Millions of people all over the world found themselves forced to change their purchasing behaviours overnight, which had a strong impact on global trade. The pandemic was a turning point for customers’ relationships with companies and their service teams. People’s loyalty towards brands was strongly challenged by the quality of services during uncertainty. Although the Gordian Knot looks less unsolvable now, the relationship between the client and the customer care employees is still under tremendous pressure.
Even brands that already have a strong human-oriented approach and emotional connection with the clients should invest in building those relationships. All organizations need to develop an understanding of their customer’s needs and habits to optimize journeys according to the new reality.
Recognizing the challenges of the new reality
Most of our transactions have moved online, from grocery shopping to paying utility bills and doctor visits. However, not all customers are familiar with digital mediums. Some people are not used to smart online solutions and require more effort and handholding across the journeys. Therefore, companies need to think of the context and needs of different customer segments to adapt their strategies. Only this way, customer services can meet people’s requirements and foster long-term loyalty.
Still, this is not something you should do in a rush or without taking into account customer insights. The acceleration of digital investments in building customer journeys can have a negative impact on both your clients and employees. It can leave you with improper solutions that complicate customers’ lives rather than simplifying them. Consequently, your clients can become frustrated and decide to leave the journey. They might even overflood your customer care team with questions and requirements, rising negative feelings among your employees as well.
The dangers of digitalization fatigue
Hasty implementation of digital journeys can harm your employees in several ways. Firstly, they’ll have to learn a wealth of information in a short period. Secondly, they’ll need to provide reliable and quick support in order to represent companies in the best light. Thirdly, if your digital implementation doesn’t resonate with customers, employees might find themselves spending a lot of time and efforts dealing with unsatisfied clients.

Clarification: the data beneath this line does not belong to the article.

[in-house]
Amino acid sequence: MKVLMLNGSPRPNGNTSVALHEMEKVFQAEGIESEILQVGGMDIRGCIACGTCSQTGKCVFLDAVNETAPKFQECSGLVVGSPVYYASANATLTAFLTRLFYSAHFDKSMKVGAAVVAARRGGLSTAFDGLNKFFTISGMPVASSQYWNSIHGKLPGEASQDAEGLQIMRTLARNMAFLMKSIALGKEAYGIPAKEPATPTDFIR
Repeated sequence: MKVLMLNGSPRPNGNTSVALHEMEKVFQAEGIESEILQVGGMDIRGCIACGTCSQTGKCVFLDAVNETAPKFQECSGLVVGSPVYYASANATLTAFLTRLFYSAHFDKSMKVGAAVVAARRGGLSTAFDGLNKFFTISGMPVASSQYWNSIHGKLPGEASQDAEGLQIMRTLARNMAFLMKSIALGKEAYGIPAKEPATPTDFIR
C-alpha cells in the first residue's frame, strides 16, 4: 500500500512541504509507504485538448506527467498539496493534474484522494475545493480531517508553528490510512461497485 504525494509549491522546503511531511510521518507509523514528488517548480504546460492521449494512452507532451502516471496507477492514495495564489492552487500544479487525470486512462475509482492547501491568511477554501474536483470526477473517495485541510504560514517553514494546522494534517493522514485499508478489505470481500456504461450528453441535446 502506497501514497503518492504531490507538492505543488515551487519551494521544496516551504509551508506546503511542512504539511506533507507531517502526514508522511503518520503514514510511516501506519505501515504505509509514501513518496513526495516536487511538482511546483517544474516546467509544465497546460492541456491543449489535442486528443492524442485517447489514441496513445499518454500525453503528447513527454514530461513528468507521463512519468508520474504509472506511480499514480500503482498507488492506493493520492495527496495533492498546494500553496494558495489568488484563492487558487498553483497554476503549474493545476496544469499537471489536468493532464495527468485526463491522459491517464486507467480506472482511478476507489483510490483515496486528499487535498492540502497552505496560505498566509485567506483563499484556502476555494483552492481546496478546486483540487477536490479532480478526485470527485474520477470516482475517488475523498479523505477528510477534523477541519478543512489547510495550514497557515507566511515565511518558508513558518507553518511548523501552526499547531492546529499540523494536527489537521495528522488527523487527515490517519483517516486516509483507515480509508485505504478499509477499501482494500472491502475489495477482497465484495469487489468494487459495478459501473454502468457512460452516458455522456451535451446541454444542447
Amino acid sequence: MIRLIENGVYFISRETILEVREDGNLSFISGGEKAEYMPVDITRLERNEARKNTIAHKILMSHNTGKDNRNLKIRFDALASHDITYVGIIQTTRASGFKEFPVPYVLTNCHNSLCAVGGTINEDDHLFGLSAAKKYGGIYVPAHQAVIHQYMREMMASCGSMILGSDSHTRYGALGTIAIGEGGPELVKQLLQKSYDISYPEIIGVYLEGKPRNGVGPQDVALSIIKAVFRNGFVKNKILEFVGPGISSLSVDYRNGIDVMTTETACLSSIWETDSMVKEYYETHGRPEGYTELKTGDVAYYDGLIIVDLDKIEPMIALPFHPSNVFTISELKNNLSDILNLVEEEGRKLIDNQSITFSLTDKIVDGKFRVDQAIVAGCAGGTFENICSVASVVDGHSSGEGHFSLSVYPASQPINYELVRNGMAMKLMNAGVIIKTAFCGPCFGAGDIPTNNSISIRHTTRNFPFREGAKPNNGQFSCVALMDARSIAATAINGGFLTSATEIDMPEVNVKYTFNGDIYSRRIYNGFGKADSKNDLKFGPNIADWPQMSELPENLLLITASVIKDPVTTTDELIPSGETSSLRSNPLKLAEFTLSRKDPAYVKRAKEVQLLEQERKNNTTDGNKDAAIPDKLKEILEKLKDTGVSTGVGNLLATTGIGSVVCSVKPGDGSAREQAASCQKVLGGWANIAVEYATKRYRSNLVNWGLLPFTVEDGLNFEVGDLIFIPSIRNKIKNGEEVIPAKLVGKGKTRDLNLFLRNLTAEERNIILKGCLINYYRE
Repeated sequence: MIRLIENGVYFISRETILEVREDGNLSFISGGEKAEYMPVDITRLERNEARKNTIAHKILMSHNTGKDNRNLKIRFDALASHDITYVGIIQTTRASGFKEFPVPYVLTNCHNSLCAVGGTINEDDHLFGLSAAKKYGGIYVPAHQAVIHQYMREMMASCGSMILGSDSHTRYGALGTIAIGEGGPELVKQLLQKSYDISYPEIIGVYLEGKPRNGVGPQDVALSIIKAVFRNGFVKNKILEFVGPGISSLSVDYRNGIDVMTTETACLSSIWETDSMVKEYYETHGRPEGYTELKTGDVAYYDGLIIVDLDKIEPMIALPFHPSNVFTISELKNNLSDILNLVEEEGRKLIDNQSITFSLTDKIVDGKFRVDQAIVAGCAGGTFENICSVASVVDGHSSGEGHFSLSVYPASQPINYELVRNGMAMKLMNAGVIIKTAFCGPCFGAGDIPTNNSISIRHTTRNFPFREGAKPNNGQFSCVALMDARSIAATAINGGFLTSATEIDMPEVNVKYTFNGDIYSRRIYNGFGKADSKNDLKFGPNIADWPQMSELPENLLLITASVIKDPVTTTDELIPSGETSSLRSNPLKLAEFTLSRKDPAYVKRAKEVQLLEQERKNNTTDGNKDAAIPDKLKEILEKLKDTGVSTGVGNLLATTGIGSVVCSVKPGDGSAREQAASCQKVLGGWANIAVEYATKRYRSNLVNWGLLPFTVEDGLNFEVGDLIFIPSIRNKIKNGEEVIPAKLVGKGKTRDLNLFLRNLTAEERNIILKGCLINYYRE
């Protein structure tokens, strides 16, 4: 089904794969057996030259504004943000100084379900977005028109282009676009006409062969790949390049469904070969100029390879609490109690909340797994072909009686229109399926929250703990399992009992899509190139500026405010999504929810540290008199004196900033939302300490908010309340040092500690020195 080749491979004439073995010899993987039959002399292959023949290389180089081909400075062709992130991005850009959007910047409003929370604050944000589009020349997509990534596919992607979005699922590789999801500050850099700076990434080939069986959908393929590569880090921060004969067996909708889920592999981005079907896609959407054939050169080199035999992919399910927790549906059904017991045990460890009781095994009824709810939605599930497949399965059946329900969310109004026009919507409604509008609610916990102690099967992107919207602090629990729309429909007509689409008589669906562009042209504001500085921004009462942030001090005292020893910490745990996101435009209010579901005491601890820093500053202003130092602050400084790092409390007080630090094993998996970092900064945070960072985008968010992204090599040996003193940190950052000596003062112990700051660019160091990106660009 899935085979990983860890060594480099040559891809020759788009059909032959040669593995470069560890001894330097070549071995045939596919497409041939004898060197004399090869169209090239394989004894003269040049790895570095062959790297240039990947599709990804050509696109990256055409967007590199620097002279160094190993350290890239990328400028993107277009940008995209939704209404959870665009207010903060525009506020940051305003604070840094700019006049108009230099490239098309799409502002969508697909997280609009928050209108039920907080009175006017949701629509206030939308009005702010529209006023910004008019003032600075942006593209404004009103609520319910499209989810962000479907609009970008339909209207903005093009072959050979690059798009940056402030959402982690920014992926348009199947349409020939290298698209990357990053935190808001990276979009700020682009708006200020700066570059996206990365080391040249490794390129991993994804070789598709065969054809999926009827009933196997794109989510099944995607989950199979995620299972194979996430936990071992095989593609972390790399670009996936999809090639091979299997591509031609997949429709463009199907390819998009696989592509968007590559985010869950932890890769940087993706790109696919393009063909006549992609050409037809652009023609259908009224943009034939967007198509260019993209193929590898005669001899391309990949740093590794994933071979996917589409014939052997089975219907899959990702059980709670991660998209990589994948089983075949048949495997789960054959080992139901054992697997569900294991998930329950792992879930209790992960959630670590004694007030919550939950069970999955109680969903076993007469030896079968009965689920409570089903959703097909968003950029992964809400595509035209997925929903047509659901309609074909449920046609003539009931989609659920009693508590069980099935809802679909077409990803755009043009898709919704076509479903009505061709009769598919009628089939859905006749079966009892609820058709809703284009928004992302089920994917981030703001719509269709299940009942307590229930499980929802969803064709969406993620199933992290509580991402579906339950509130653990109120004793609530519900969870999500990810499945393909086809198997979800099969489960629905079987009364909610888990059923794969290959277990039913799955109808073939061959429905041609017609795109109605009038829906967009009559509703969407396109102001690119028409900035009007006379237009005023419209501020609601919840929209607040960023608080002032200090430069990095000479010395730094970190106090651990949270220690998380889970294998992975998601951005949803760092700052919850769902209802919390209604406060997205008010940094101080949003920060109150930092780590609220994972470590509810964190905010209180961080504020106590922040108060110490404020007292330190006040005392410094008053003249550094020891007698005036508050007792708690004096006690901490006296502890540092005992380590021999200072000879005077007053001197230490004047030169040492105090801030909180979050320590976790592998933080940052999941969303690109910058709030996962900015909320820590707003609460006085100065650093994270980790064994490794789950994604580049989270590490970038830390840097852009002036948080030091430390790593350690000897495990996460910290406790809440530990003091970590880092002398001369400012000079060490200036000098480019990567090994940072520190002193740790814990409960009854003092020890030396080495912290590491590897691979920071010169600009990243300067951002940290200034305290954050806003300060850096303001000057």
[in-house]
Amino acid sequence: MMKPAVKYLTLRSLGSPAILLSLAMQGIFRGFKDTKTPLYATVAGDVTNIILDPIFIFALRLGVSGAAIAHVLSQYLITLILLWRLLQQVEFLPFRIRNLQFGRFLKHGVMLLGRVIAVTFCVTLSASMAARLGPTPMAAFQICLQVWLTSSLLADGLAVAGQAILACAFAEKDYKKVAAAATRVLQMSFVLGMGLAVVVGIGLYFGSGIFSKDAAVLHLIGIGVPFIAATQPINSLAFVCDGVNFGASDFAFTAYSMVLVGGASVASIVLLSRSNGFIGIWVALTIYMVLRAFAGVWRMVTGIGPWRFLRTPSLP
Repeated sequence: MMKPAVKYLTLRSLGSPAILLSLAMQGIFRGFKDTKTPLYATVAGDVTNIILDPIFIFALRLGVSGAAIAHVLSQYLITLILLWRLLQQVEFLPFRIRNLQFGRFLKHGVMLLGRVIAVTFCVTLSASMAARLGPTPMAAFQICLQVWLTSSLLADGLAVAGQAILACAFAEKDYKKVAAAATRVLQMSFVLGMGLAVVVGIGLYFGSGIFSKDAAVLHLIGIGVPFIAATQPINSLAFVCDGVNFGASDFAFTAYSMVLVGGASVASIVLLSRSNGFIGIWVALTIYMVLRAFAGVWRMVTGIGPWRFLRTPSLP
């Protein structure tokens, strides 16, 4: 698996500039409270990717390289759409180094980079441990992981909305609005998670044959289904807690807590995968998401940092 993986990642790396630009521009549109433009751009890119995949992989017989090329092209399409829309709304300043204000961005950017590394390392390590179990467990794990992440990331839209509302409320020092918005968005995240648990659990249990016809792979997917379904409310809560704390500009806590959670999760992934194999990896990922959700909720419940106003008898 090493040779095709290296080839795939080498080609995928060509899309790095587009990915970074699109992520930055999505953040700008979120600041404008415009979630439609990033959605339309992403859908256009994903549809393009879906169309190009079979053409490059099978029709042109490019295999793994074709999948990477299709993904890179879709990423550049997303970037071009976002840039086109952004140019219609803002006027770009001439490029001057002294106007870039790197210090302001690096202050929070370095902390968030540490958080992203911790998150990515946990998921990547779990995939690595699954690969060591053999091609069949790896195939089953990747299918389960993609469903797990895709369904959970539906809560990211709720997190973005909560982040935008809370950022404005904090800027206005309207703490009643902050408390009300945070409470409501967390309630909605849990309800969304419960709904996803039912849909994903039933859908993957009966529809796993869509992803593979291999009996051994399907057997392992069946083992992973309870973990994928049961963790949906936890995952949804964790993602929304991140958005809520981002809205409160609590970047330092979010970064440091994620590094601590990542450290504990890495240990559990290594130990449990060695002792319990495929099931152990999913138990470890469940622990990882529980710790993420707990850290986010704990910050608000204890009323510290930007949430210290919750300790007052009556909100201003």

The prolonged exposure to unsatisfied clients that demand rapid interventions can lead to fatigue. According to scientists, this phenomenon can happen to all the employees that experience long-term and extreme stress or cognitive activity drainage. Its most common symptoms include irritability, insomnia, stress eating or appetite loss, but also mental block, lack of motivation, and overall low levels of productivity and cognitive function. These symptoms can vary from one person to another and often begin to show gradually. If left untreated, acute fatigue can turn into chronic fatigue, anxiety, or burnout.
Now, the pandemic has altered these dangers and issues. Clients’ constant and continuously growing demands took a toll on the employees working in customer service. The incredibly high expectations regarding efficiency under the new circumstances heavily influenced people within organizations. Not only did employees had to manage their own isolation and uncertainty but also deal with their clients’ concerns and needs.
Empathy and emotional balance as new CX superpowers
Much ink has been spilt about the impact of digitalization on customers’ experience, but we seem to forget to cover its impact on the mental health of employees.
A study conducted by workforce management expert Quinyx shows that before the Coronavirus pandemic, 38% of retail workers said that their job negatively impacted their mental health. Since the pandemic started, more than 50% responded that their mental health situation worsened and 70% of employees considered this to be the most stressful period of their careers.
Improving these scores is not that hard as it might seem at first. Overcoming mental health challenges is all about developing practices such as these below:
- Break the stigma by encouraging managers and leaders to open up and share their stories about overcoming mental health challenges.
- Establish a mental health plan with the HR representatives and organizational therapists and get support from the top management for successful implementation.
- Encourage employees to be mindful of their colleagues that might be struggling with emotionally challenging situations.
- Show strong emphasis on internal communication and try to deliver relevant and helpful information on mental health.
- Actively listen and respond kindly to any help request from the customer care teams.
- Ask for feedback on a continuous basis.
The post-pandemic world is just emerging, and this is the optimal moment for companies to adopt a human-centred approach. I argue this is the only way towards understanding the broad context and needs of both the employees and clients.
When you support your employees adequately, you also inspire them to generate empathy towards the clients and develop a better understanding of customer attitudes. Ultimately, this leads to better customer service while also protecting the mental health of your employees in the long run.